John Punshon, widely known in Quaker circles in Britain and the US, has recently retired from teaching at Earlham College and Earlham School of Religion, the Quaker seminary in Richmond, Indiana. He is the author of the standard popular history of the Society of Friends, Portrait in Grey. Two of his books, Encounter with Silence and Testimony and Tradition, deal with aspects of Quaker spirituality, and his latest work, Reasons for Hope, is a study of evangelical Quakerism. He likes ball games, Jane Austen, art deco, Ricky Skaggs, sardine sandwiches and West Ham United. The name Punshon sounds foreign because it is Geordie for Briggs. Below, John writes about Kenneth Roberts's Northwest Passage.
John Punshon on Northwest Passage by Kenneth Roberts
One of the things that irks me considerably is the way journalists I otherwise respect will write about 're-reading' such and such a book. Why they employ the ostentatious 're-reading' when they could simply say 'reading', I cannot imagine. It could be a simple statement of fact, of course (and I don’t want to impugn anybody's integrity here), but it usually says to me, as a humble reader, that the journo in question has read all the books I would like to have read and now never will, and is going round the course again while I am stuck at Beecher's on the first circuit. So it irks me.
Actually, I have read quite a few books over the years. I know my Dickens and Austen, Joyce and Lawrence and some authors more modern than them, and I have 're-read' a fair number too. I suppose most of these books would very properly be called classics. But the only book I have ever read four times - Kenneth Roberts's Northwest Passage - is not. So why on earth did I do that? When life is too short to read all the things you think you ought to read, and when you get the chance to go back and encounter the finest minds in the world with the benefit of your own mature reflections, why choose a rollicking adventure story, a historical romance written in another age?
Plainly, the reasons will be largely personal, but at the same time they say something about the times I have lived in, which have been tragic and exciting in equal measure, involving, as they do, a world war and a cold war, the fall of communism and the rise of militant Islam. My grandmother was born before the aeroplane and the motor car. My grandfather began life apprenticed to a builder of spritsail barges on the Thames. They both died in the age of the computer and men on the moon. These are the personal and individual marks of history, and merit contemplation.
Northwest Passage is an historical novel with a clear historical foundation. The main character, Robert Rogers, existed largely as portrayed. He led a regiment of guerrilla fighters which came to be known as 'Rogers' Rangers' in what the Americans call the French and Indian War (1757-63), that part of the Seven Years' War that was fought on their continent. The intended consequence of this war was the removal of the French threat from the colonies on the Atlantic seaboard. Its unintended consequence was that it also removed the disincentive to rebellion and this ultimately bore fruit in the American Revolution (something of which my undergraduate students in the United States were usually blissfully unaware). Northwest Passage is part of a longer sequence of novels which charts the rise of revolutionary sentiment in the colonies and were once known as The Arundel Chronicles. It is a patriotic book.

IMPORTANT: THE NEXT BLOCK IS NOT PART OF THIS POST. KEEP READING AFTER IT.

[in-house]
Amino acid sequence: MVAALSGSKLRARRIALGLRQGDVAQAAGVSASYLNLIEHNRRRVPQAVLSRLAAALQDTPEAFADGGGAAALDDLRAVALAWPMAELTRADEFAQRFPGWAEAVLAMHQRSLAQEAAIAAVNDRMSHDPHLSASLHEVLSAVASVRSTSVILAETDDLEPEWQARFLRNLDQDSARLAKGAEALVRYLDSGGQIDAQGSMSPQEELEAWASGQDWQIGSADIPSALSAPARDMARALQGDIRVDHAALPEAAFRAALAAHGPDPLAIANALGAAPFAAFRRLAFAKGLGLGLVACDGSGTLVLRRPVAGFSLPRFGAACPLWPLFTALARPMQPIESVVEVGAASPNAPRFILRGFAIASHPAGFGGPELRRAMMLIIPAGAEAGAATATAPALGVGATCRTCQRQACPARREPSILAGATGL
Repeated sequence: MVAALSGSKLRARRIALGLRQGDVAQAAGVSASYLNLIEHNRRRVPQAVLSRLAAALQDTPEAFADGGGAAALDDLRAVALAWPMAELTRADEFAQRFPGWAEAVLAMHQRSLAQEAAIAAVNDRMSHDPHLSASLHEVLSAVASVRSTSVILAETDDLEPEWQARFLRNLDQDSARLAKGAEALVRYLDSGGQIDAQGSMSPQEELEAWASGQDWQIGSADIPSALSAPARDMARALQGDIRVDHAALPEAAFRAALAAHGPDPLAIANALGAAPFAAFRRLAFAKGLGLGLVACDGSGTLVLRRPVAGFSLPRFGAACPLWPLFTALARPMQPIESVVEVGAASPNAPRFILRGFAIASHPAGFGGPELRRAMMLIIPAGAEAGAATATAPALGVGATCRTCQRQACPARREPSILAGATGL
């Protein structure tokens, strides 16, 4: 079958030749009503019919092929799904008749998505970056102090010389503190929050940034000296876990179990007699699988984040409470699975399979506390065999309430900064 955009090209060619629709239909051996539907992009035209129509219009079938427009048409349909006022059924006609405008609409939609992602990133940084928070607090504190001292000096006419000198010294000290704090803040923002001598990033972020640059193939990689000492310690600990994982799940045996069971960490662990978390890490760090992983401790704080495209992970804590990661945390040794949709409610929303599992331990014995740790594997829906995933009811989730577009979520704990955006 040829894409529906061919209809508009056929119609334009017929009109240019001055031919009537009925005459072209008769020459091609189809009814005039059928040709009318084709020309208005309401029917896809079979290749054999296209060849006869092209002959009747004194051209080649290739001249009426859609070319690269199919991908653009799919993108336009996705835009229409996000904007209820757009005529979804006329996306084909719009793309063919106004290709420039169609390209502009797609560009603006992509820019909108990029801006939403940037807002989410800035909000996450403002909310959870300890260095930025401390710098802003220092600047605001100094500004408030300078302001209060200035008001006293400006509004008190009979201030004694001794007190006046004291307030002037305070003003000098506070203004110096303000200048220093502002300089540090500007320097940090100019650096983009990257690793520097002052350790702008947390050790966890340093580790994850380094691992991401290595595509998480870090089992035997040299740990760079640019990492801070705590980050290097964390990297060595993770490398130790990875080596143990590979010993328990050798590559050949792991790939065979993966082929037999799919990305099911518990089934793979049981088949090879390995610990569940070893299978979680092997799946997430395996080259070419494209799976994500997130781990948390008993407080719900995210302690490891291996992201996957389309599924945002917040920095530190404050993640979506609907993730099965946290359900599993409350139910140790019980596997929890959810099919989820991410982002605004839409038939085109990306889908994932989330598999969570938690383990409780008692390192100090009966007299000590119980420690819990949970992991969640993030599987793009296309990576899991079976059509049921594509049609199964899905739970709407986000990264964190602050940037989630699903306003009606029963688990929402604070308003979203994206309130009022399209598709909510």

The narrative begins with an account of a well-documented historical incident, the expedition undertaken by the Rangers, and led by Rogers, to destroy the Indian village of St Francis, situated on a tributary of the St Lawrence in French Canada. This was the place from which raiding parties had descended on the settlements in New England for about a century, destroying lives and property and abducting people. The march there and back is presented in heroic terms and suffers disaster after disaster. Those with a will to live survive. Those with a weakness of personality do not. The party makes it back, but only just.
The scene then follows Rogers to London, where the second third of the book is placed. An accomplished self-publicist, Rogers writes books and a play, and becomes a celebrity, cultivating the acquaintance of some of the leading men of the age. What lies behind his activities is the need to gain political and financial backing for an overland expedition to make his fortune, by finding a northwest passage to the Pacific linking the headwaters of the Missouri and the Columbia. The plausibility but impossibility of this dream is the substance of the tale. Rogers is a tragic figure, so he fails, the last part of the book charting the dramatic collapse of all of his schemes, held in tension by his indomitable will to survive.
Sadly, all one gets from the movie version, made in 1940, is the melodrama of the St Francis expedition, and none of Kenneth Roberts's narrative skill in making such a colossal character convincing. One of the most successful devices in his style is to balance his cast of characters in revealing ways. Many are stereotypes, but one might argue that most memorable characters are. Rudyard Kipling's Tommy is a case in point. Rogers - shrewd, ambitious, scheming, courageous, naive in many ways - is offset by an artist, Langdon Towne, who is attracted to Rogers, and befriended by him. Towne's ambition is to become a painter of Indians and Indian life, and Rogers is in a position to enable him to do this. In his quiet understated way he mirrors many of Rogers's character traits, but with judgement and without the fatal obsession which is, and historically seems to have been, Rogers's downfall.
The way Towne enters the story indicates the broader place of the novel in Roberts's oeuvre - and how the author's sympathies are gradually revealed as the 700 pages of the story unfold.